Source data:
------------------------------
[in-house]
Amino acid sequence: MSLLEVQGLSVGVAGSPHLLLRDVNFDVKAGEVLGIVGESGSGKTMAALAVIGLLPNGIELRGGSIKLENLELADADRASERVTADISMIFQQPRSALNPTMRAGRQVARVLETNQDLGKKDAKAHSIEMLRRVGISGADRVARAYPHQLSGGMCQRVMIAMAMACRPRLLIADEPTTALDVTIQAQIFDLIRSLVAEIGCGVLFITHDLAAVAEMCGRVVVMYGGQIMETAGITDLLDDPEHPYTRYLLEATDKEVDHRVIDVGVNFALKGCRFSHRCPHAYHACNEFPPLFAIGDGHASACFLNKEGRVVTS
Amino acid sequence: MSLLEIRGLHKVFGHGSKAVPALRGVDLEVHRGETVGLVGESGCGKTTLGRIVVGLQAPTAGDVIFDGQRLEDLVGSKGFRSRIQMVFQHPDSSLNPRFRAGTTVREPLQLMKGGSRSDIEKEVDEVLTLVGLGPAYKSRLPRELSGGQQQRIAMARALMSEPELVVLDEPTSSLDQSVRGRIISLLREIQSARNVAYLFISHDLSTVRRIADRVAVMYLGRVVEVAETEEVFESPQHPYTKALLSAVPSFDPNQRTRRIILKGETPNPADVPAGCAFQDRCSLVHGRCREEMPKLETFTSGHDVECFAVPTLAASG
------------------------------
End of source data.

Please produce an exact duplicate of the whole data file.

[in-house]
Amino acid sequence: MSLLEVQGLSVGVAGSPHLLLRDVNFDVKAGEVLGIVGESGSGKTMAALAVIGLLPNGIELRGGSIKLENLELADADRASERVTADISMIFQQPRSALNPTMRAGRQVARVLETNQDLGKKDAKAHSIEMLRRVGISGADRVARAYPHQLSGGMCQRVMIAMAMACRPRLLIADEPTTALDVTIQAQIFDLIRSLVAEIGCGVLFITHDLAAVAEMCGRVVVMYGGQIMETAGITDLLDDPEHPYTRYLLEATDKEVDHRVIDVGVNFALKGCRFSHRCPHAYHACNEFPPLFAIGDGHASACFLNKEGRVVTS
Amino acid sequence: MSLLEIRGLHKVFGHGSKAVPALRGVDLEVHRGETVGLVGESGCGKTTLGRIVVGLQAPTAGDVIFDGQRLEDLVGSKGFRSRIQMVFQHPDSSLNPRFRAGTTVREPLQLMKGGSRSDIEKEVDEVLTLVGLGPAYKSRLPRELSGGQQQRIAMARALMSEPELVVLDEPTSSLDQSVRGRIISLLREIQSARNVAYLFISHDLSTVRRIADRVAVMYLGRVVEVAETEEVFESPQHPYTKALLSAVPSFDPNQRTRRIILKGETPNPADVPAGCAFQDRCSLVHGRCREEMPKLETFTSGHDVECFAVPTLAASG